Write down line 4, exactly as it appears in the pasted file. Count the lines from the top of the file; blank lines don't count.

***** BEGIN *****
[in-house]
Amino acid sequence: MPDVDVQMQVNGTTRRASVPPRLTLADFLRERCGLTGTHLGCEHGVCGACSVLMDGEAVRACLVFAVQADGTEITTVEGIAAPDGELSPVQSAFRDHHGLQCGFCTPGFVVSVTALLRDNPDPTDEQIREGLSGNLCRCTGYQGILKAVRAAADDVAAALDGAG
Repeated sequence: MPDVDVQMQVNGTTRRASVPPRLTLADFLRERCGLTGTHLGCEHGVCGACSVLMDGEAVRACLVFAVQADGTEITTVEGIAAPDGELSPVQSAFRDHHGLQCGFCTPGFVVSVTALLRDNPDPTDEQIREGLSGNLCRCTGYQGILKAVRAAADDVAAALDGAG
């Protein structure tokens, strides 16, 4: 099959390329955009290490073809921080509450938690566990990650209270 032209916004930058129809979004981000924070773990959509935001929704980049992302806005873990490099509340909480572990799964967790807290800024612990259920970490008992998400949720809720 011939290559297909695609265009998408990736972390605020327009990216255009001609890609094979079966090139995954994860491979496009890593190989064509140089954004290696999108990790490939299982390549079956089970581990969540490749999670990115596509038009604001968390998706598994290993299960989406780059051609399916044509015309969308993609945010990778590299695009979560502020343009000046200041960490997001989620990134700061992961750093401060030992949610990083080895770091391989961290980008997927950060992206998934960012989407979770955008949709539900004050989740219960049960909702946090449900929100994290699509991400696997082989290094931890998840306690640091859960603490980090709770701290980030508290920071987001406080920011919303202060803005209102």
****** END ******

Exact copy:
């Protein structure tokens, strides 16, 4: 099959390329955009290490073809921080509450938690566990990650209270 032209916004930058129809979004981000924070773990959509935001929704980049992302806005873990490099509340909480572990799964967790807290800024612990259920970490008992998400949720809720 011939290559297909695609265009998408990736972390605020327009990216255009001609890609094979079966090139995954994860491979496009890593190989064509140089954004290696999108990790490939299982390549079956089970581990969540490749999670990115596509038009604001968390998706598994290993299960989406780059051609399916044509015309969308993609945010990778590299695009979560502020343009000046200041960490997001989620990134700061992961750093401060030992949610990083080895770091391989961290980008997927950060992206998934960012989407979770955008949709539900004050989740219960049960909702946090449900929100994290699509991400696997082989290094931890998840306690640091859960603490980090709770701290980030508290920071987001406080920011919303202060803005209102």